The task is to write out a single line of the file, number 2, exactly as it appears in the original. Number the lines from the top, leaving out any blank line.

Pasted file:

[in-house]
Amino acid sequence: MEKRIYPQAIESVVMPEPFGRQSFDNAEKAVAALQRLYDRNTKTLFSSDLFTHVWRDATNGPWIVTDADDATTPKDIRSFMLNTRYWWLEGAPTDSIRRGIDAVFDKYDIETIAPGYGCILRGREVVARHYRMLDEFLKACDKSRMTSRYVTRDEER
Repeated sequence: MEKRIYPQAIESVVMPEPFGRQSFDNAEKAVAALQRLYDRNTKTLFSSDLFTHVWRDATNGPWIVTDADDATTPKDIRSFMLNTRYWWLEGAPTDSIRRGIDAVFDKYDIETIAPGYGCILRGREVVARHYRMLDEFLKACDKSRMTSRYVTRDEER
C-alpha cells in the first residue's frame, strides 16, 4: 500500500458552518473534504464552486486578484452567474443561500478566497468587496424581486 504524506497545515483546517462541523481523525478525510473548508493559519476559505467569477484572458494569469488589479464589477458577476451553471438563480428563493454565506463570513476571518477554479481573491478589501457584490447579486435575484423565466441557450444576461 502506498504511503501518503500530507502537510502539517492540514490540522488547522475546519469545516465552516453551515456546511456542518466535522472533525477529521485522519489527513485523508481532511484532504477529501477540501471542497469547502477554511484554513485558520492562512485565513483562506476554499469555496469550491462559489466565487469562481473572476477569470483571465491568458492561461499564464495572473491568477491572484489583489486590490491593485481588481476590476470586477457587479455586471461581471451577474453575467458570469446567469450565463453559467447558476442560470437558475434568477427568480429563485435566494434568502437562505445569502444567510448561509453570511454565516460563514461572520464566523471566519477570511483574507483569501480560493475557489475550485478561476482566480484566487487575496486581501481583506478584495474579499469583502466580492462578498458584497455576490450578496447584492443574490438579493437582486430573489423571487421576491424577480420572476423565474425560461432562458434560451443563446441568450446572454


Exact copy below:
Amino acid sequence: MEKRIYPQAIESVVMPEPFGRQSFDNAEKAVAALQRLYDRNTKTLFSSDLFTHVWRDATNGPWIVTDADDATTPKDIRSFMLNTRYWWLEGAPTDSIRRGIDAVFDKYDIETIAPGYGCILRGREVVARHYRMLDEFLKACDKSRMTSRYVTRDEER